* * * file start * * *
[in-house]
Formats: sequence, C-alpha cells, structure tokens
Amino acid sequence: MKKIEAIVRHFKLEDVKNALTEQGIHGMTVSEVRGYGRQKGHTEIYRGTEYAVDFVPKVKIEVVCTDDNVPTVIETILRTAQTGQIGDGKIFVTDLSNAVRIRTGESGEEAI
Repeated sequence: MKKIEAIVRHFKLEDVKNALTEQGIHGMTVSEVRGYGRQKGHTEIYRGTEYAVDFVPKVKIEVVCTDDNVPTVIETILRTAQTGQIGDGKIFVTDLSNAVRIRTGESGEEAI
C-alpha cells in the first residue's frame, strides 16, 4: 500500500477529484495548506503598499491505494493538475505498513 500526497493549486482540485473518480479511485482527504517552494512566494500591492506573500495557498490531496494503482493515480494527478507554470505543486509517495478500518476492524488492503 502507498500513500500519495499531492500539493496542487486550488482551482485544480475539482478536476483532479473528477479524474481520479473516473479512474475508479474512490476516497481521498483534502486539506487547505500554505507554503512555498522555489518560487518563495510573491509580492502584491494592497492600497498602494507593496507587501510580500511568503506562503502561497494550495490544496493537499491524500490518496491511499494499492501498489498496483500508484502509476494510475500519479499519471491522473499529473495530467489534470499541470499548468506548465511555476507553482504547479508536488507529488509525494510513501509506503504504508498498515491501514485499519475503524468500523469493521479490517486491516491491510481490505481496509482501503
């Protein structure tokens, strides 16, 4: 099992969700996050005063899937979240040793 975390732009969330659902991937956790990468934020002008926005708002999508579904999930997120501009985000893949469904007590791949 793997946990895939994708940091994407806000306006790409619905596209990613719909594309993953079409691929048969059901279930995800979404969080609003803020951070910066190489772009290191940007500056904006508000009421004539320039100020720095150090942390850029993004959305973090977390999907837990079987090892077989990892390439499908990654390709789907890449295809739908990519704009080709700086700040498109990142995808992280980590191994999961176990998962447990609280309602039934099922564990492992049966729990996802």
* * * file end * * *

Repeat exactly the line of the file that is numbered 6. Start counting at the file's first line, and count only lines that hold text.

């Protein structure tokens, strides 16, 4: 099992969700996050005063899937979240040793 975390732009969330659902991937956790990468934020002008926005708002999508579904999930997120501009985000893949469904007590791949 793997946990895939994708940091994407806000306006790409619905596209990613719909594309993953079409691929048969059901279930995800979404969080609003803020951070910066190489772009290191940007500056904006508000009421004539320039100020720095150090942390850029993004959305973090977390999907837990079987090892077989990892390439499908990654390709789907890449295809739908990519704009080709700086700040498109990142995808992280980590191994999961176990998962447990609280309602039934099922564990492992049966729990996802």